Relationship between incidence and prevalence of disease

Incidence (epidemiology) - Wikipedia

In disease epidemiology, two terms, Incidence and Prevalence, are very much and quite often used. What is (are) the main difference (differences) between. Incidence and prevalence are terms commonly used in describing disease The relationship between incidence and prevalence depends greatly on the. e) The relationships between incidence and prevalence f) Commonly used measures of disease frequency. Measures of effect including: g) Main measures of.

Incidence rates are useful in determining the causality of diseases. This type of measure has not previously been used in MCHP studies, but is starting to be used to define and compare disease specific cohorts e. An illustration A related issue: Measuring the burden of a disease. Issues When calculating incidence and prevalence, make sure that the data individuals are unduplicated during the period of measure. In both incidence and prevalence a clear definition is required for the condition.

Answering the simple questions 'What is a condition?

Incidence and Prevalence

Incident Cases An incident case can be determined based on the first occurrence in the data of a condition e. True incidence is often difficult to get since access to earlier data that might contain an indication of the condition may not be available. Researchers must define a period of time in which to identify new cases. This period of time must be long enough to capture the condition, especially in the case of a rare diseases or diseases with a low rate of diagnosis.

The disease may still be common but the diagnosis may not be made or occur in administrative data unless there is a comorbid or aggravated condition.

Appropriate definition of incidence will be sensitive to the condition being studied. Prevalent Cases Point prevalence - When calculating point prevalence, several years of data can still be used to identify the individuals having a condition.

In this case a single point in time would be used to identify all of those individuals in the cohort that showed the condition at that time.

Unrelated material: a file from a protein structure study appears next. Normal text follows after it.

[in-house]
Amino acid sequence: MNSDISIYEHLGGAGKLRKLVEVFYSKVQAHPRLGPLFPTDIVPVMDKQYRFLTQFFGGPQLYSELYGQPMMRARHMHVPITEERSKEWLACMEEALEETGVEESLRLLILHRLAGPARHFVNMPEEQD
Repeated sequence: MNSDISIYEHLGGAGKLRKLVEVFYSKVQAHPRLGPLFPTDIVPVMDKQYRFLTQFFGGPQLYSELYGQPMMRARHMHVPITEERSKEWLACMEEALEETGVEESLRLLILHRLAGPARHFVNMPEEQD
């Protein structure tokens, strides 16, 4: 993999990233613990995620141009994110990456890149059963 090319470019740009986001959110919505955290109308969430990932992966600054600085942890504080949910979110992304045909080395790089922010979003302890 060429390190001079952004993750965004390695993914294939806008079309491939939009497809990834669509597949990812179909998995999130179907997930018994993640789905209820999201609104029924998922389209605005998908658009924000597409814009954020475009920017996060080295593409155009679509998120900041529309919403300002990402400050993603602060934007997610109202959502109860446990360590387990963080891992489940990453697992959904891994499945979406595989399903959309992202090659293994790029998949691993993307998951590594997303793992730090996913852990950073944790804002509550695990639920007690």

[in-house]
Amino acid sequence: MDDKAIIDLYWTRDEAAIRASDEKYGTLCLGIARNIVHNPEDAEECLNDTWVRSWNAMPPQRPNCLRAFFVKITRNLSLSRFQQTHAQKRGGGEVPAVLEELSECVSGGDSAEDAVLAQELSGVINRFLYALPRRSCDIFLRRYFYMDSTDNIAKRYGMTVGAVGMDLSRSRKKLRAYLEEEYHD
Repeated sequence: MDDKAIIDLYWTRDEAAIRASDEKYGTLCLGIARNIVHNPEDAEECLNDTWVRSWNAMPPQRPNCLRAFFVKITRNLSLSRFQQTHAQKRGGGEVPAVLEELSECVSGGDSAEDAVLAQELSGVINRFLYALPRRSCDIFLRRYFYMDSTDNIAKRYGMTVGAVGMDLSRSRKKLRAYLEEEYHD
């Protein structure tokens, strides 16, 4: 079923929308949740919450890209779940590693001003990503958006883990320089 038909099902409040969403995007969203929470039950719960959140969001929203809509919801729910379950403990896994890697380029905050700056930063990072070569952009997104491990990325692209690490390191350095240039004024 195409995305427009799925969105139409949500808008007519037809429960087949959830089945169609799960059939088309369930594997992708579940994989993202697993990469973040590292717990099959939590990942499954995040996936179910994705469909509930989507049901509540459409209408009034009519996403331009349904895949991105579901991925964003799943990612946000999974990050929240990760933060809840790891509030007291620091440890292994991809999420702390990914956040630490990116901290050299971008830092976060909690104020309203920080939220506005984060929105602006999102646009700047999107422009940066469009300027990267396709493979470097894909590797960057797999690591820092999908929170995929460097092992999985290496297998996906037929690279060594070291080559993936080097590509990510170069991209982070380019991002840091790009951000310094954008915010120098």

Principles of Epidemiology | Lesson 3 - Section 2

There are still issues around conditions that are recurrent or of a finite length i. Period prevalence - Along with the issues of 'What' and 'When,' researchers must also answer ' Where '. This is important when using period prevalence since a single individual may have multiple ages and residence locations - even be lost to follow-up.

The time period must also be determined. As with incidence, a long enough period must be used to identify the condition, but not long enough to exaggerate the actual prevalence in the population. A period that is too long will be more affected by mortality and other loss to follow-up issues. Most of the studies involving the occurrence of a disease at MCHP use a measure of period prevalence usually looking over two or three years of data Robinson et al, The primary issues that need to be resolved here are related to changes over time - e.

MCHP researchers have taken several approaches to this problem. The two most common methods for identifying the residence location are: The age and location of residence at the first or incident case in the study. The most frequent residence location, usually RHA or other large area and age that matches the population denominator in the rates measure.

These people did not have HIV at 5 years, but did at 10, so you assume they were infected at 7.

Now take the 50 new cases of HIV, and divide by to get 0. In other words, if you were to follow people for one year, you would see 28 new cases of HIV. This is a much more accurate measure of risk than prevalence. Thus, incidence conveys information about the risk of contracting the disease, whereas prevalence indicates how widespread the disease is.

Prevalence is the proportion of the total number of cases to the total population and is more a measure of the burden of the disease on society with no regard to time at risk or when subjects may have been exposed to a possible risk factor. Prevalence can also be measured with respect to a specific subgroup of a population see: Incidence is usually more useful than prevalence in understanding the disease etiology: For example, consider a disease that takes a long time to cure and was widespread in but dissipated in This disease will have both high incidence and high prevalence inbut in it will have a low incidence yet will continue to have a high prevalence because it takes a long time to cure, so the fraction of individuals that are affected remains high.

In contrast, a disease that has a short duration may have a low prevalence and a high incidence.